Ransom paid


The EPP is still holding Fick even though his family has already paid a ransom for his release.

In a May 20 press conference, Alcido Fick, the victim’s father, said he had paid US$500,000 for Arlan’s release, and in addition delivered livestock valued at US$50,000 to a poor community in the northern zone of Paraguay.

“You promised to free my son if I complied with your demands,” he said.

The delays in releasing Fick and Morínigo show that the EPP is emulating the kidnappings perpetrated by another terrorist group, the Revolutionary Armed Forces of Colombia (FARC), from whom the EPP has received “training and support,” according to Interior Minister Francisco de Vargas.

The EPP was formed in 2001 under the name “Movimiento Patria Libre” (Free Homeland Movement), which later became a political party. Some of its members have broken away and live covertly, using weapons and committing crimes such as kidnappings.

The terrorist organization is particularly active in the country’s northern zone, which covers the departments of San Pedro, Concepción and Canindeyú. It has been accused of more than 20 kidnappings, including the 2004 kidnapping of Cecilia Cubas, the daughter of former Paraguayan President Raúl Cubas. Cecilia was found dead in February 2005, even though the family had paid a ransom for her release.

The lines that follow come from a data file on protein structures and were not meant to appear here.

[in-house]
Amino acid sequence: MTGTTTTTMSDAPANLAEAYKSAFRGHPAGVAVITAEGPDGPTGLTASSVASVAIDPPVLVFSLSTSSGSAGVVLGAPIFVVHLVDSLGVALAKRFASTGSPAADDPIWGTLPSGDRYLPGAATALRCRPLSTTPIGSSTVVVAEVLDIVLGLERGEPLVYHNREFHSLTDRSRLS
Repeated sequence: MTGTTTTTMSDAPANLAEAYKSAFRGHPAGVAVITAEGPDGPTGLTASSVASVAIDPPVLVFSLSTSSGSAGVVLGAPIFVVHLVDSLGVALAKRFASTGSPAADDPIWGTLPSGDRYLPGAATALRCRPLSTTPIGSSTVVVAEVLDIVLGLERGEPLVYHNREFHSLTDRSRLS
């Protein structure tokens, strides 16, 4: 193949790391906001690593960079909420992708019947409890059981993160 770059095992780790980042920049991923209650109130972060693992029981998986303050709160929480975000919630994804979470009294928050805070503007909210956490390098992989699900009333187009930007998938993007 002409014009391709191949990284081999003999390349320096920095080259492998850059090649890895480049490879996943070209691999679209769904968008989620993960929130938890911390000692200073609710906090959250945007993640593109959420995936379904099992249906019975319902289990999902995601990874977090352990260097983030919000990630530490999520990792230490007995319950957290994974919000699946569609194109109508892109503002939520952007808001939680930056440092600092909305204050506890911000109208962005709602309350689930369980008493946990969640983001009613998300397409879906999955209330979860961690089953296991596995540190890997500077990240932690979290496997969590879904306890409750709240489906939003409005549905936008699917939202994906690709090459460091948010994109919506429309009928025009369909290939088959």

To maximize the safety of the kidnapping victims, security forces are not publicly divulging their rescue strategies, said Urdapilleta.

“Our feelings are divided on this. On the one hand is the government’s firm stance that it will not negotiate with these criminals, and on the other hand, there is the psychological suffering endured by the hostages’ families. We live through it with them every single day.”
Our world is worse off than a never ending hole. We get sad when we watch national and international news; it seems like we're living in a tumultuous end where everything is a disaster and where we have forgotten about God, his word, and we do things as if we were irrational, fathers killing sons and daughters, an increase in robberies, essentially, terrible inhumanity. Let us, in each one of our own religions, pray more so that God protects us, so that mankind is more united and so that the fraternal spirit of Christmas is not only found in the beautiful words on post cards. Put an end to the production of weapons and everything will be minimized. The rest will be resolved through other measures.
Share